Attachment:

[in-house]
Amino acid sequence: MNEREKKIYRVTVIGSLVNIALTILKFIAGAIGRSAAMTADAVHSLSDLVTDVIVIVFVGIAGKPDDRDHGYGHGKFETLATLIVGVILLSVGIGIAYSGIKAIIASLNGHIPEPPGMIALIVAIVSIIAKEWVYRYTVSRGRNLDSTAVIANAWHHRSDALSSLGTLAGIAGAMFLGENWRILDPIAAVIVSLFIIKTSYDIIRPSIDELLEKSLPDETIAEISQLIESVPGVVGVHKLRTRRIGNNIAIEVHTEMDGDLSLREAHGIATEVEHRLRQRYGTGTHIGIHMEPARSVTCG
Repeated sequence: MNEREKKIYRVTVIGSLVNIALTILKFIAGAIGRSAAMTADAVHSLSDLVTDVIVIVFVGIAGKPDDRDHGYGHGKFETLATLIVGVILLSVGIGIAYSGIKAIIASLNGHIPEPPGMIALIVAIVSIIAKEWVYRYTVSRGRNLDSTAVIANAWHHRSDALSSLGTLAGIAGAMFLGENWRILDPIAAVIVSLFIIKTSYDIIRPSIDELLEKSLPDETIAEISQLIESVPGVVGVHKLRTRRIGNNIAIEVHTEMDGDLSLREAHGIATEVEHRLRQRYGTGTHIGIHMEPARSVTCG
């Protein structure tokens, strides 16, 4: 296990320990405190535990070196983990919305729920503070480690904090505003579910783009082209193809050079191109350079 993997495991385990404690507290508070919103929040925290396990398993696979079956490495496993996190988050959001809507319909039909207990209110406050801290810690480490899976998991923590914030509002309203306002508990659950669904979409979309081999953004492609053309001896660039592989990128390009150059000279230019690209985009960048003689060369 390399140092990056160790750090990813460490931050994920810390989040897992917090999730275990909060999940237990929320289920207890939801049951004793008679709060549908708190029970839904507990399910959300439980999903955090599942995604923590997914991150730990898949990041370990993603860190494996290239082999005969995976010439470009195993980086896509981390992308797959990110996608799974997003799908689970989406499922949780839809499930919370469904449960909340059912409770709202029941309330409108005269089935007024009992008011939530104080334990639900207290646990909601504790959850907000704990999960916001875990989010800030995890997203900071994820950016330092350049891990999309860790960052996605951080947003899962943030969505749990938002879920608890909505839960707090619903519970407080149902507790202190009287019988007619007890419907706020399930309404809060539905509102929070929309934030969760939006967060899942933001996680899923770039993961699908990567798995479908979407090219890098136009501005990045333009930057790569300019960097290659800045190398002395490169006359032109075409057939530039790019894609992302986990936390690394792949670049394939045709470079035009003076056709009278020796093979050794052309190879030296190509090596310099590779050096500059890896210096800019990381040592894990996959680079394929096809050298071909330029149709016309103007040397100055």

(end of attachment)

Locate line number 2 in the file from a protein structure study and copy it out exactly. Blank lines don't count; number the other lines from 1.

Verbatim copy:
Amino acid sequence: MNEREKKIYRVTVIGSLVNIALTILKFIAGAIGRSAAMTADAVHSLSDLVTDVIVIVFVGIAGKPDDRDHGYGHGKFETLATLIVGVILLSVGIGIAYSGIKAIIASLNGHIPEPPGMIALIVAIVSIIAKEWVYRYTVSRGRNLDSTAVIANAWHHRSDALSSLGTLAGIAGAMFLGENWRILDPIAAVIVSLFIIKTSYDIIRPSIDELLEKSLPDETIAEISQLIESVPGVVGVHKLRTRRIGNNIAIEVHTEMDGDLSLREAHGIATEVEHRLRQRYGTGTHIGIHMEPARSVTCG